This is what happens when it rains in the desert

Ya got yer desert trees, most of ‘em legumes, like this ironwood here.

Tree

There’s very little usable nitrogen in the soil in the desert. Plants need nitrogen for crucial metabolic processes, chief among them making amino acids and proteins. Without nitrogen plants fail to grow, then die. The desert’s full of nitrogen, of course: most of the air in the desert, like anywhere else on the planet, consist of pure nitrogen — N2. And since there’s a lot of that air in the desert soil, then there’s lots of soil nitrogen. But N2 is chemically inert, almost as much so as the “noble” gases like helium and neon. Plants can’t use it. Plants can only take in soil nitrogen in two flavors: the ammonium ion , NH4, and the nitrate ion, NO3. Both of these are made out of N2 by “nitrogen-fixing” soil microorganisms, which aren’t as abundant in arid soils as they are in wetter places. The nitrate ion carries a negative charge, and so do most soil minerals, so any stray bit of moisture — or in the desert, even a wind that picks up and circulates the soil — will easily carry away nitrate ions. Ammonium ions are positively charged, so they’re attracted to soil particles. But on alluvial fans in the desert, the typical average soil particle is pretty large, which means the total surface area in soil particle is less than in a silt or clay soil, which means the amount of ammonium that the soil can hold isn’t all that great. Down in the flats, where deserts keep their fine-grained soils, there can be a lot more nitrogen — but there’s usually a lot more of every kind of dissolved salt down there as well, in concentrations too high to make most plants truly happy. And even what little ammonium adheres to the soil in the alluvial fan isn’t there for long: each bit of moisture spurs soil microbes to turn that ammonium into nitrite (NO2) and the nitrite into nitrate, which then leaches away.

So plants up on the alluvial fan have to manage with what nitrogen they can get. Other nutrients — phosphorus, potassium, etc. — they can usually get out of the gravel and sand as it weathers. And in fact, here’s a trade secret well known among plant nutrient salespeople, one of which I was, once. In a most settings, like, say, a backyard garden in Iowa, if you put phosphorus and potassium in the soil — the “PK” in the “NPK” rating on the bag of fertilizer — you generally never have to do it again. But nitrogen, the “N” in the NPK, is like water. It’s fungible. It flows through the local ecosystem, flows into plants and from them into animals, and then — eventually — the more chemically reactive compounds of nitrogen with other elements react with the help of “denitrifying” soil microorganisms to form, once more, that old inert N2. Like water, it’s a limiting factor in desert plant growth. You can get a little bit from decaying organic matter, the leavings of animals and plants and such as they metabolize, and, eventually, those animals and plants themselves. But organic matter is in short supply in the desert.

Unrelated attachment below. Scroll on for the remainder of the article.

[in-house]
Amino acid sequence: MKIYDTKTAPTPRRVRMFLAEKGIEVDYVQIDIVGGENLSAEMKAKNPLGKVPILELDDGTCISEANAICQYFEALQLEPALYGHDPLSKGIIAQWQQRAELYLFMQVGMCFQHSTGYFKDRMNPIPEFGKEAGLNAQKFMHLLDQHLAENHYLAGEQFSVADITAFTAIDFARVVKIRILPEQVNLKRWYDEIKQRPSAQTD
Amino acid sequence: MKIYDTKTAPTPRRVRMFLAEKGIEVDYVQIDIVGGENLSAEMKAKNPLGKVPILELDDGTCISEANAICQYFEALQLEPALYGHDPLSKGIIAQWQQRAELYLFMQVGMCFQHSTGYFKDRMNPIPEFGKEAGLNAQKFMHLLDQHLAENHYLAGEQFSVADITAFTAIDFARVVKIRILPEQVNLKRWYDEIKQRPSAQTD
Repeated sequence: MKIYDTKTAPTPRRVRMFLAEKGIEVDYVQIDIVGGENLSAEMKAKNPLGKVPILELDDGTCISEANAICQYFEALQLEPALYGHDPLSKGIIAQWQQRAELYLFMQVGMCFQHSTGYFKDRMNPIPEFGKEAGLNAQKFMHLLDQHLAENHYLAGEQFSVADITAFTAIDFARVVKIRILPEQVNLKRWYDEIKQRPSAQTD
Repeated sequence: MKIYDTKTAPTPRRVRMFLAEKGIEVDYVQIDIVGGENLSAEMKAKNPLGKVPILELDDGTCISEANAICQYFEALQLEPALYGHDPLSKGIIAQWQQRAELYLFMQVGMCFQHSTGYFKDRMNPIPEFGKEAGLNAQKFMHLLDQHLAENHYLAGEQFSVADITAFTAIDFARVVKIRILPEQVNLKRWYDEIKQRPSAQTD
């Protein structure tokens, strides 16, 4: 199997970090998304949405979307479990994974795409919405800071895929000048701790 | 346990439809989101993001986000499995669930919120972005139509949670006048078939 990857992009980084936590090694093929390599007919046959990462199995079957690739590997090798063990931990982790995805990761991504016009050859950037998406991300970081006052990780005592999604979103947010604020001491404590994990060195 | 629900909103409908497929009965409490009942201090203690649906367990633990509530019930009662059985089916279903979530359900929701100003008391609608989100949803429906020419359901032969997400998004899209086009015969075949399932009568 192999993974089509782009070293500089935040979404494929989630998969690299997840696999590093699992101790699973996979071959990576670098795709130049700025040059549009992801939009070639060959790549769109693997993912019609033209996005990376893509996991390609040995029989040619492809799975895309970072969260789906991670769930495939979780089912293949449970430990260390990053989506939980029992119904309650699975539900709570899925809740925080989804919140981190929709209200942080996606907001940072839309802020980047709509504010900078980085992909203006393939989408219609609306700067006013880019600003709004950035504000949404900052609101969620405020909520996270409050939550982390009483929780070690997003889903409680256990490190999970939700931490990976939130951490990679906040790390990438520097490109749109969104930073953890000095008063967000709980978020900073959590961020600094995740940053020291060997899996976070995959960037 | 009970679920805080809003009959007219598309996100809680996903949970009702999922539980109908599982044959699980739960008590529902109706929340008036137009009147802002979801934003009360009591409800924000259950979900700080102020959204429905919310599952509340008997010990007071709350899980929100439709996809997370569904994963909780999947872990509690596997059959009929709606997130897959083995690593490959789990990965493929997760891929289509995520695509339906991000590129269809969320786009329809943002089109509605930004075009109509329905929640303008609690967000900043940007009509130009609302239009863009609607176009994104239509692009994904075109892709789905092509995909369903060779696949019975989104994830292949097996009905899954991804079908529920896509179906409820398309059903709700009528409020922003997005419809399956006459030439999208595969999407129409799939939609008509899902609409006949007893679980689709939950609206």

Leguminous trees like palo verdes, mesquites, acacias and ironwoods have an advantage here. Like other legumes, they have evolved a partnership with those nitrogen-fixing microorganisms. They provide habitat in their root nodules and some nutrients, and the microorganisms provide nitrogen, and everyone’s happy, and the trees, if they survive for a few decades — like the one in the photo above clearly has — put out bumper crops of seeds, most of which find their way into the gullets of rabbits, ravens, packrats and k-rats and ground squirrels, which consume the seeds’ fats and the proteins and excrete nitrogen, and the seasons they go 'round and 'round.

But not all those seeds get eaten up. Some of them are lucky enough to get buried under an inch or so of gravel in a flood. Not only does this hide the seeds from bored and hungry critters, but it also generally scratches the seed’s tough coat so that water has an easier chance of soaking in. Which it can do in the next storm, or the one after that.

For instance, the one that dumped a few inches of rain on Joshua Tree National Park a couple weeks ago, washing out miles of road and making the gravel very wet. Water seeps into seed, swells the seed, stirs the seed’s insensate senses. The seed moves, opens, eases a root down through the gravel for a few days, then pushes against that root and propels itself up out of the gravel, its “seed leaves” — the two cotyledons that stored the little tree’s initial boost of nutrient — slowly unfurling.

Cotyledon

And most of these get eaten by hungry rabbits within the first few hours of their lives.

But some of them live long enough to put out their first set of true leaves, and perhaps a second set, and a third;

Two weeks after the flood

A very few of them will live long enough to grow their own seeds, and the painted ponies go up and down.